Diet soda, although lacking in the sugar of others, is till an appetite stimulator which leads to the desire to eat so it's a great choice in reducing that in my opinion.

I have Kashi and yogurt every morning and I feel great and it's yummee! (yogurt is my icecream)

Skim milk all the way!

Fresh air and leaving work at work...priceless

Here's to you achieving everything you want
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Last edited by MonoVCPHG; 03-24-2010 at 08:30 PM.
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Old 03-24-2010, 06:55 PM
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Rarechild Rarechild is offline
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Originally Posted by MonoVCPHG View Post

Here's to you chieving everything you want
Seconded. You have a great, realistic list there and the right attitude toward creating your own happiness

BTW, "chieving" is my new favorite word, Mono! Takes some of the seriousness out of our goals and ambitions, no? HA!
-R
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Old 03-24-2010, 08:31 PM
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"chieving" is my new favorite word, Mono!
-R
OMG I spelled that word wrong LOL! But then I edited it before reading this..haha!
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Old 03-25-2010, 05:45 AM
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Look into Buddhism.

Seriously.

They know a lot about changing bringing out your Inner Self, the Divine within you.

It doesn't matter how many external things you change about your life. All the fresh air and green tea in the world won't make your life better unless you change from within.
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Old 03-25-2010, 05:58 AM
korindino korindino is offline
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Default Day 1 of better choices

First of all, I want to thank everyone for your outpouring of positivity and support. I need every bit of help I can get. Stoicism is one of my major downfalls.

I should explain why I'm doing this now, after I've tried and failed before. It's a combination of little things.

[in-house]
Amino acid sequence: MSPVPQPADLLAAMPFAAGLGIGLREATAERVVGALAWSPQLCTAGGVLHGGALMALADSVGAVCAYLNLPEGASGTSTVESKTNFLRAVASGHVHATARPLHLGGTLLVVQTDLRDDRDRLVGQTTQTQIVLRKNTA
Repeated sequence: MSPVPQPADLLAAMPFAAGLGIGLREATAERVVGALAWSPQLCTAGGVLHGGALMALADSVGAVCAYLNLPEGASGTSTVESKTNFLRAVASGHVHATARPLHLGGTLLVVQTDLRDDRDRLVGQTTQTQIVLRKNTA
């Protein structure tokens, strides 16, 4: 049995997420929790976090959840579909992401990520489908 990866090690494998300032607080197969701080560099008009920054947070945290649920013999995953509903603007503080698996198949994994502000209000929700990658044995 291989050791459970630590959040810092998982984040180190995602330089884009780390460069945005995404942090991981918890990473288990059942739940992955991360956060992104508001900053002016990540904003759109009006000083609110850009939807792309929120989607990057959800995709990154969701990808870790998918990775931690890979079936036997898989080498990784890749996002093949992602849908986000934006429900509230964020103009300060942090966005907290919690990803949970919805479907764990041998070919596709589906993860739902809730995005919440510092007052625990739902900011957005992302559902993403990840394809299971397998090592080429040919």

Work has been more than a little stressful lately. A visit from our area manager a few weeks ago has left my boss in a position where she's scared for her job--and that high-strung, nagging feeling she has about it is getting passed onto us. I'm finally getting a weekend after 9 days back to back at work, 9 days in which I got further and further behind in my monthly goals. I was on my feet 9 hours a day, running around like a mad chicken, only to get chewed out for all the things I had missed or accidetally overlooked--and ignored for everything I did well.

I realized at that moment that while my dream of going back to grad school and moving on to teaching was there, I haven't taken a damned step towards it since I left college last July. I realized I needed to move towards that, but for the last few months I've found myself so physically and mentally exhausted that I haven't put forth any of the effort needed. I know that I have something yet undiagnosed. Lately I've been feeling huge highs and lows around meals--I'm dizzy and exhausted and withdrawn when I'm hungry, and after eating I have intense headaches and nausea. I never have any energy, and while I know part of it is my diet, I sometimes wonder if my body isn't processing what I eat correctly.

This is part of what is leading me to make these changes. The other part is that I cleaned out my fridge the other day. It was shocking. I had three heads of lettuce, a bag of carrots, some leeks, a head of broccoli, and three tomatoes that had all been left to rot while I was eating banquet meals and fast food instead. After cleaning the fridge, here's what I had left: ketchup, mayo, chocolate syrup, three plastic lemons full of lemon juice, a gallon of milk, some leftover chinese takeout, and five bags of shredded cheese.

This is all part of spring cleaning for me.

Today's smart and productive decisions:
-bought new produce--including bagged salad because it eliminates the "prep work" excuse.
-brewed some tea and iced it for work instead of my traditional 2-liter.
-packed some chicken and rice soup and whole wheat crackers for dinner at work today instead of eating mall food.
-Kashi for breakfast.
-did some dishes instead of sleeping in.

Slips/areas for improvement
-frozen pizza for dinner last night, ate the leftovers as late-night snack/next-day lunch.
-didn't eat my yogurt.
-didn't get my 30 minutes of fresh air. (Will sleep with a window open tonight though to air out the apartment/get a little freshness.)
-bought a pretzel when I stopped to get a cup of ice on my way into work.
-ate cereal for dinner. Definitely behind on my proteins today.
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Old 03-26-2010, 03:03 AM
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May I make a suggestion?